Imagine being forced to live with your family in a house half the size of your living room for four months. It doesn't exactly sound like a teenager's dream. But for me this nightmare came true this summer when we moved out of our 2,500 square foot house into a 29-foot pull trailer. Why, you might ask. Well, we had recently sold our house and decided to build a new one on Rogers Mesa. Since we had to be out by May 10th and we couldn't find any place to rent, we were forced to purchase a travel trailer to live in during the summer while our new home was being built. Of course, this was a huge shock to my system considering the entire trailer was barely the size of my bathroom and bedroom in our old house.
The trailer was a 1993 Roadranger, and I'm sure it was a beauty in its time, but it was becoming pretty run down by the time it got to us. It was in pretty good condition on the outside, other than the off-colored ivory paint, which was clearly weathered and faded. A thin orange stripe sandwiched between two large brown stripes decorated the lower portion of the body. An old metal rusted "Roadranger" emblem was hanging crooked next to the spare tire that was covered in an old white cloth, yellowed from time. Over every single window was a small awning acting as a shield from the sun. In the front of the trailer there was a large awning, the size of the entire trailer that protruded about 5 feet. It made a nice patch of shade to sit under on hot days. However, it was in pretty bad shape. It was covered with brown and yellow stains caused from rain and dirt that reminded me of a tie died T-shirt.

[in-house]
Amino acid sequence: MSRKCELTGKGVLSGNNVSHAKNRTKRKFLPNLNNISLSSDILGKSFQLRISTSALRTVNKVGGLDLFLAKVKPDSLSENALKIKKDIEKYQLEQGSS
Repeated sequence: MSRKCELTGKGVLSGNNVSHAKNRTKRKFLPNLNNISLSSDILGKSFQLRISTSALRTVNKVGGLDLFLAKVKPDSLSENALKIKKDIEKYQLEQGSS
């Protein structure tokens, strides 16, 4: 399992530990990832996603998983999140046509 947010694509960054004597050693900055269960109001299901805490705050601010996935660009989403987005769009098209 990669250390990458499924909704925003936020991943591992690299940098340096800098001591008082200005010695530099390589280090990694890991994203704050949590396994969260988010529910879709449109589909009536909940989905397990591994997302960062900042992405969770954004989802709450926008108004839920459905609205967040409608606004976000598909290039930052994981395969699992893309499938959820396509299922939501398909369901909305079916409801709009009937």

Upon entering the trailer there were two doors. One went into the master bedroom, and the other into the living room/dining room/spare bedroom/office. The one going into the master bedroom was rarely used because once it was opened, it was nearly impossible to get it shut. The front door was a hard metal door, and it almost felt as if it had been stuccoed because it had a really rough and bumpy texture to it. Behind this door was a screen door. The lower half of the screen was torn and then duck-taped back together. The upper part was torn as well but was just left hanging there on one side like the flap of a pair of suspenders. The step to get into the front door was anything but safe. It was known to give out on the left side at any moment.
When I stepped in the trailer for the first time, all I smelled was old. Old as in the way my great grandma's house smelled. It was a musty and not lived in smell that I hated. The first thing I saw when I walked into the trailer was brown: brown carpet, brown couch, brown table, brown cupboards, brown linoleum, brown everything. I'm not talking a nice warm chocolate brown either; it was more like the color of a present my cat would leave me.
I almost tripped over a large brown chair that was practically sitting in the doorway. This chair was the most comfortable place to sit in the trailer; it had a...